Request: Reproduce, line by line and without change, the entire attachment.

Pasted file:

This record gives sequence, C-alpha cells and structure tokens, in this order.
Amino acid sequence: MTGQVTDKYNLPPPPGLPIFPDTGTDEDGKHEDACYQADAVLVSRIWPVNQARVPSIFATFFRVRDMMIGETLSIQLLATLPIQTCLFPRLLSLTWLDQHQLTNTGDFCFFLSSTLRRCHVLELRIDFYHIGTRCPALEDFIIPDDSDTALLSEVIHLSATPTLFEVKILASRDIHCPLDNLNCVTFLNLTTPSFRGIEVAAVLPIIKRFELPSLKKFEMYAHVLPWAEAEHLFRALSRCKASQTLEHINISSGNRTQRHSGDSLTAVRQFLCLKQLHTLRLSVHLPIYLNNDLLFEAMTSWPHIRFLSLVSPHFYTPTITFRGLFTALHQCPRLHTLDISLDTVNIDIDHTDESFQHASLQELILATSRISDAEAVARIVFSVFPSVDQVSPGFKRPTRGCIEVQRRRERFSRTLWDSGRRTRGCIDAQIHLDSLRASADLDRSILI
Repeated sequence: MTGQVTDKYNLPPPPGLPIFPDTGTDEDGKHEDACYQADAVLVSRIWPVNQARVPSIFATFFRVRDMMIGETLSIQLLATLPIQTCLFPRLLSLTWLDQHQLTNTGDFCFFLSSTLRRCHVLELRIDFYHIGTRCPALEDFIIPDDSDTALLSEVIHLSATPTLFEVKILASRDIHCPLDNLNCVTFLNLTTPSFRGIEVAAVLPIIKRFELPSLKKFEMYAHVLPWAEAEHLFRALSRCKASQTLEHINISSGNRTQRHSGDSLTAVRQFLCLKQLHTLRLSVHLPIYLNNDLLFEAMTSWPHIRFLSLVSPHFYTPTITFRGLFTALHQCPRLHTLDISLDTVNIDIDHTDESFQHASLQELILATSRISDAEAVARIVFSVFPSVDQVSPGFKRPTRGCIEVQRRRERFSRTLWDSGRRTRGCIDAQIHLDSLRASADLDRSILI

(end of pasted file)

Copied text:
This record gives sequence, C-alpha cells and structure tokens, in this order.
Amino acid sequence: MTGQVTDKYNLPPPPGLPIFPDTGTDEDGKHEDACYQADAVLVSRIWPVNQARVPSIFATFFRVRDMMIGETLSIQLLATLPIQTCLFPRLLSLTWLDQHQLTNTGDFCFFLSSTLRRCHVLELRIDFYHIGTRCPALEDFIIPDDSDTALLSEVIHLSATPTLFEVKILASRDIHCPLDNLNCVTFLNLTTPSFRGIEVAAVLPIIKRFELPSLKKFEMYAHVLPWAEAEHLFRALSRCKASQTLEHINISSGNRTQRHSGDSLTAVRQFLCLKQLHTLRLSVHLPIYLNNDLLFEAMTSWPHIRFLSLVSPHFYTPTITFRGLFTALHQCPRLHTLDISLDTVNIDIDHTDESFQHASLQELILATSRISDAEAVARIVFSVFPSVDQVSPGFKRPTRGCIEVQRRRERFSRTLWDSGRRTRGCIDAQIHLDSLRASADLDRSILI
Repeated sequence: MTGQVTDKYNLPPPPGLPIFPDTGTDEDGKHEDACYQADAVLVSRIWPVNQARVPSIFATFFRVRDMMIGETLSIQLLATLPIQTCLFPRLLSLTWLDQHQLTNTGDFCFFLSSTLRRCHVLELRIDFYHIGTRCPALEDFIIPDDSDTALLSEVIHLSATPTLFEVKILASRDIHCPLDNLNCVTFLNLTTPSFRGIEVAAVLPIIKRFELPSLKKFEMYAHVLPWAEAEHLFRALSRCKASQTLEHINISSGNRTQRHSGDSLTAVRQFLCLKQLHTLRLSVHLPIYLNNDLLFEAMTSWPHIRFLSLVSPHFYTPTITFRGLFTALHQCPRLHTLDISLDTVNIDIDHTDESFQHASLQELILATSRISDAEAVARIVFSVFPSVDQVSPGFKRPTRGCIEVQRRRERFSRTLWDSGRRTRGCIDAQIHLDSLRASADLDRSILI